Human nature in Thucydides

Thucydides says, after describing the Corcyra civil war:

Then, with the ordinary conventions of civilized life thrown into confusion, human nature, always ready to offend even where laws exist showed itself proudly in its true colors, as something incapable of controlling passion, insubordinate to the idea of justice, the enemy to anything superior to itself; for, if it had not been for the pernicious power of envy, men would not have so exalted vengeance above innocence and profit above justice.1

However, if we are to be as analytic, and empirically exacting as possible about how Thucydides meant this excerpt to portray itself, then we cannot just take it alone. We cannot simply take the words and read into them that they pertain to any human situation at any time. Rather we should take them as they were presented, in the context of the human situation in which they are given – that of war (impending, possible or dissuadable). We are able to judge for ourselves that ‘human nature’ at any point, necessarily depends upon all the forces surrounding it, and this The History agrees. Additionally, it only remains to be said that Thucydides is thus obviously relating to us how the ‘warring’ part of human nature reveals itself: under what conditions will it rear its head, and how it may be used to form opinions on its course of action:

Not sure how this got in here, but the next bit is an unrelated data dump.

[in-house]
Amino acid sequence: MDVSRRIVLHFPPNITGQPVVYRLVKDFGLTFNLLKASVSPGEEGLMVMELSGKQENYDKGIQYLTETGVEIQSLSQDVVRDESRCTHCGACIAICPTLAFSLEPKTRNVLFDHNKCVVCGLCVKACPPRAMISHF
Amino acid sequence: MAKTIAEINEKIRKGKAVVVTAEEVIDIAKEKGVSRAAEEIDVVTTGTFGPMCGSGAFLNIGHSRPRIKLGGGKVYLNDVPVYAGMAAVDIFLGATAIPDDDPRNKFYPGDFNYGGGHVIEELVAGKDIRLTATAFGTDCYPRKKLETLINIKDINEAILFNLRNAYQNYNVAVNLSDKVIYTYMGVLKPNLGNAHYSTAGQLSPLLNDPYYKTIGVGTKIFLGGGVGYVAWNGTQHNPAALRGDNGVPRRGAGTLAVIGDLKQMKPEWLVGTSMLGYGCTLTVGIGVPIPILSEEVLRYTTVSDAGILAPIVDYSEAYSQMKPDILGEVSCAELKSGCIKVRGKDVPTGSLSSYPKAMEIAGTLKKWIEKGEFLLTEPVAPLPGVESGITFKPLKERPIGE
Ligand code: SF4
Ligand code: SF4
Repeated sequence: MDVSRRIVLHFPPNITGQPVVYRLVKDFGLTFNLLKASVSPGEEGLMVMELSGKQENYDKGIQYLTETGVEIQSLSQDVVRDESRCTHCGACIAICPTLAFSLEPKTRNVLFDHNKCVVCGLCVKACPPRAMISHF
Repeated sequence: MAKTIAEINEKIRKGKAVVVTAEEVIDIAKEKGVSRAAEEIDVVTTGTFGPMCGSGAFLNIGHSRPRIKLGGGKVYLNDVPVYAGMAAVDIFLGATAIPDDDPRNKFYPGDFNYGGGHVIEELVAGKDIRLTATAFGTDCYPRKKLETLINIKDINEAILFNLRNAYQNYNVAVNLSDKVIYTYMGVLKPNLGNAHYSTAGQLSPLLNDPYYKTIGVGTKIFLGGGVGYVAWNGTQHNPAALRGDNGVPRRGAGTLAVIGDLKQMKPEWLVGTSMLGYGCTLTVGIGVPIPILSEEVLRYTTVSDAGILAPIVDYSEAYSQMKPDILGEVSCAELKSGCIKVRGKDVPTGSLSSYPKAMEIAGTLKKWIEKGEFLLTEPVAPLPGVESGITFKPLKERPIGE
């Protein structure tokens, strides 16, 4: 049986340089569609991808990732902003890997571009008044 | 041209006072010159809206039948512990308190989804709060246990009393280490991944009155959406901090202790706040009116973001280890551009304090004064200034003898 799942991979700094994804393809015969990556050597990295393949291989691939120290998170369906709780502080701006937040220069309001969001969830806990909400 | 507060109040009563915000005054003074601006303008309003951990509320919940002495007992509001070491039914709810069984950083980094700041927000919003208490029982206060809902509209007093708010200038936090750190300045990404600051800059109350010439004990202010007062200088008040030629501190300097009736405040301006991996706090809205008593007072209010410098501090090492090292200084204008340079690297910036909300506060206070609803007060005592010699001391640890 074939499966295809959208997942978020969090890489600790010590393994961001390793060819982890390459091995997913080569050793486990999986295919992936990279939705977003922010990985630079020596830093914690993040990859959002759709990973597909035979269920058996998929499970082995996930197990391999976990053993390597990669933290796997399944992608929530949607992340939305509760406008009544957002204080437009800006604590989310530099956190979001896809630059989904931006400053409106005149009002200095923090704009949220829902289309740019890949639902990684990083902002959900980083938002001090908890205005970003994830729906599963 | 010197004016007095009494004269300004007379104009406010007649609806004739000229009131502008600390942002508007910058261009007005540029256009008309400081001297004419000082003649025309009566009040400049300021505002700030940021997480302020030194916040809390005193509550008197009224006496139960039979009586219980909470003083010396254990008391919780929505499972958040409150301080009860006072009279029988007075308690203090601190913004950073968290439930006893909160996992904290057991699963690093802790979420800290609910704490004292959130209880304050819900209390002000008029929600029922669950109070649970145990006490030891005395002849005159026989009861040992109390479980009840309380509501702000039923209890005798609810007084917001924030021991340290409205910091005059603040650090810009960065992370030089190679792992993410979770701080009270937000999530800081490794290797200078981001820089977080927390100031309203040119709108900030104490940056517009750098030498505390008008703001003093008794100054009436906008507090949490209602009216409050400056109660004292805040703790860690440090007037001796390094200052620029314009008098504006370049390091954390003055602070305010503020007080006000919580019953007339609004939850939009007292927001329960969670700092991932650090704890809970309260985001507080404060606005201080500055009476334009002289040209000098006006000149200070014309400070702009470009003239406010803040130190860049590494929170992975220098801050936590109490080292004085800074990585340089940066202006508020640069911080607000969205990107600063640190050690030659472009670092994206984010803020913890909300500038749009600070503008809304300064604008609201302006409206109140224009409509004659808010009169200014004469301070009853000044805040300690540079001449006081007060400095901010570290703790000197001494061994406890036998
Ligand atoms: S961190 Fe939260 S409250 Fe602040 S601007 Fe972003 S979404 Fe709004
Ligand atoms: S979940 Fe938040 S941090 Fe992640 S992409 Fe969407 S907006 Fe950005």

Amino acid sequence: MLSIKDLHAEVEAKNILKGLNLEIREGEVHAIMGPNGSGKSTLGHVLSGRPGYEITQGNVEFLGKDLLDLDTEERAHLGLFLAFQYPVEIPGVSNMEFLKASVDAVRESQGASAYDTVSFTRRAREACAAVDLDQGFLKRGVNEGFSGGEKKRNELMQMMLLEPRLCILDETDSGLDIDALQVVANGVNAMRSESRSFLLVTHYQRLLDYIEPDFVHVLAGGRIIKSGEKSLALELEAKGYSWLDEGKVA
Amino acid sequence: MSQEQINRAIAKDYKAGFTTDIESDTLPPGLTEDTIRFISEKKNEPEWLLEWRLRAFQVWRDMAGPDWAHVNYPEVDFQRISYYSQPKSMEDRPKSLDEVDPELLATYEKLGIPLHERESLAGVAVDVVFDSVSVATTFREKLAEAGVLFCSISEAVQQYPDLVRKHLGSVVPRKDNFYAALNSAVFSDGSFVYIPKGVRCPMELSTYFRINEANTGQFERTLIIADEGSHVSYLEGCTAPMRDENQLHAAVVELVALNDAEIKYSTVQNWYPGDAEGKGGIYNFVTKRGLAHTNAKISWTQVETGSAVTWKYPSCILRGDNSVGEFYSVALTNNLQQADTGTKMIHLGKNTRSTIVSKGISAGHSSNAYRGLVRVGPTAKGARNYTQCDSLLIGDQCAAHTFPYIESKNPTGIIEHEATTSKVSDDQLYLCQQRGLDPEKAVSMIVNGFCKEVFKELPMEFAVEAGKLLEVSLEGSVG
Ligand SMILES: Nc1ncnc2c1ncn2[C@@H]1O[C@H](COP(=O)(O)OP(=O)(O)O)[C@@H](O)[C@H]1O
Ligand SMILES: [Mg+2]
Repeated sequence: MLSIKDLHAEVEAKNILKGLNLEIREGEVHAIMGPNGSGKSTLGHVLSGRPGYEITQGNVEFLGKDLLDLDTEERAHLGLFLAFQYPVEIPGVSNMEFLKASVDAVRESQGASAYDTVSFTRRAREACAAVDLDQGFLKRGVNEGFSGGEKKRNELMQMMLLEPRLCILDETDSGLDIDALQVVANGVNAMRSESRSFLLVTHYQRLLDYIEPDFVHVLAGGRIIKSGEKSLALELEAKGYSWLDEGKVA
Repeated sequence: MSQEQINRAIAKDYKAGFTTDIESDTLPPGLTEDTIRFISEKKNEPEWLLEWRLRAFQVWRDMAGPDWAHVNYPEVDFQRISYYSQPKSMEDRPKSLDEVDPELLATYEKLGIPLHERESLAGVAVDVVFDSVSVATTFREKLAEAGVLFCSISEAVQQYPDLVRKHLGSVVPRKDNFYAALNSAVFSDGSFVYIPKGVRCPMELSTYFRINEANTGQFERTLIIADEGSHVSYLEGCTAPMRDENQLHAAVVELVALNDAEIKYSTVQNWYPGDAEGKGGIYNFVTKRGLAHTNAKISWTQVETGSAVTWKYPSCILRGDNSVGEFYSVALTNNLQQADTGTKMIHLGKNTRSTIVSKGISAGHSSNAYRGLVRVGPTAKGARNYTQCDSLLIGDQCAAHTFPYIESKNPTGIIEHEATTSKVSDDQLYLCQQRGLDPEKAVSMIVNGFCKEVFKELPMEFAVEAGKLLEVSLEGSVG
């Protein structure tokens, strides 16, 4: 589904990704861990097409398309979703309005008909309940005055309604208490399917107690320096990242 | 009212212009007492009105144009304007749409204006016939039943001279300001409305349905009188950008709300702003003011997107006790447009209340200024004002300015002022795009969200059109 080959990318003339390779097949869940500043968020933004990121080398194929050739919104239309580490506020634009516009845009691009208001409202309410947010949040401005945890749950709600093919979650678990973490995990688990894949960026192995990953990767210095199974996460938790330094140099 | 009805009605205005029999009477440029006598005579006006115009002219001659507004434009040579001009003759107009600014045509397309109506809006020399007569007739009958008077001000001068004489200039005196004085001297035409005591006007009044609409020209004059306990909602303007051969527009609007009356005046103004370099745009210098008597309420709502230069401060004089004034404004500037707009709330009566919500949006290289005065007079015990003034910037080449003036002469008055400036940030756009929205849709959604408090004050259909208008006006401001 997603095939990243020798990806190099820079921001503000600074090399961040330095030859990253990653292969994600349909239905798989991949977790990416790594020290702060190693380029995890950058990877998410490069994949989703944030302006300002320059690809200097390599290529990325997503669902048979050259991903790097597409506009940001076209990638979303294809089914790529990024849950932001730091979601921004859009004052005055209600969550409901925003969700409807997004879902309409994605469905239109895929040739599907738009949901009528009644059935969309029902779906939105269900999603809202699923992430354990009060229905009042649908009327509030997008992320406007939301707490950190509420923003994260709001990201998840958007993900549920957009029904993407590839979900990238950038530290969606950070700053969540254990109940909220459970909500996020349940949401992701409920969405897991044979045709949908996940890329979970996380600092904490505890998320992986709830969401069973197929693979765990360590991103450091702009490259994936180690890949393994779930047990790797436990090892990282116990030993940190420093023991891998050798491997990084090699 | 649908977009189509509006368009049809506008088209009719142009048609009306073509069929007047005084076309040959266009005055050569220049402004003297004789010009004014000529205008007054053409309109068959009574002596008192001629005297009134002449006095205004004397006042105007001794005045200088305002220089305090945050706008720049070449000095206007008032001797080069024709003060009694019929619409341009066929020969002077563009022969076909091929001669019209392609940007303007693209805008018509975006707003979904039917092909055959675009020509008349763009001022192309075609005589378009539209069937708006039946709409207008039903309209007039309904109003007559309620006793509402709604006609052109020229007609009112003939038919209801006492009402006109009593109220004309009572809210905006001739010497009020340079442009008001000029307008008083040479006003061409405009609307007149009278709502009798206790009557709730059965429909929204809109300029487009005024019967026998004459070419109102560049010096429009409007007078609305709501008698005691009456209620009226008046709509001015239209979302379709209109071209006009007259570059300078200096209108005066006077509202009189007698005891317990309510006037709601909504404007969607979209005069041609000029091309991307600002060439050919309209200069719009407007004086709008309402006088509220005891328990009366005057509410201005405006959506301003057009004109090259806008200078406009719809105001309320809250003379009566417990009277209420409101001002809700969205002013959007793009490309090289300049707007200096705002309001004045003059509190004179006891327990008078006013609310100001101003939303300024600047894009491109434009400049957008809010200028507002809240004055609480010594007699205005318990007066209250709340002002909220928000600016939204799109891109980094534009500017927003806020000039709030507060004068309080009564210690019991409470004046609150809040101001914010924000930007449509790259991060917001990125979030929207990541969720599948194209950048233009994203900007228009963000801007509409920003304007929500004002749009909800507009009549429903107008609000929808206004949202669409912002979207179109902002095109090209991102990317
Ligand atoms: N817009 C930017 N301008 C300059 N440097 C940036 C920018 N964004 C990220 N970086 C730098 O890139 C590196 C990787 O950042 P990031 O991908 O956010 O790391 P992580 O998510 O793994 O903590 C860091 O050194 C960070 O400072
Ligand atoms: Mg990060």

But what of Thucydides’ own view of…human character as it affects the course of events? The generalisations in the narrative about human nature or the human condition – like those, in the speeches, about the compulsion to rule over others – imply that although human behaviour changes according to changes in attendant circumstances, the ‘nature of men’ can be made the basis of predictions.2

This is a commonly agreed point throughout the text. Pericles and Diodotos both mention these sorts of effects. At the end of Book 1 of the History, Pericles, speaking to the Athenians on the subject of how to deal with the demands of the Spartans during Pericles’ Funeral Oration, says this:

“…I am aware that the enthusiastic state of mind in which people are persuaded to enter upon a war is not retained when it comes to action, and that people’s minds are altered by the course of events” 3

Diodotos, speaking during The Mytilenean Debate, says that it is

“…impossible…for human nature, when once seriously set upon a certain course, to be prevented from following that course by the force of law or by any other means of intimidation whatever.”4

Therefore, in Thucydides, human nature (in the sense which he portrays it) shows itself to be both persuadable and determined. Furthermore “Thucydides believed that human nature was essentially the same across time and place”

Whilst it is true that Thucydides is identifying a continuing trend of human nature, he is not displaying what we might call the ‘essence’ of human nature. Human nature does not have only one true characteristic. However, it will display many different characteristics over an extended period. A look at our own daily lives can tell us this.

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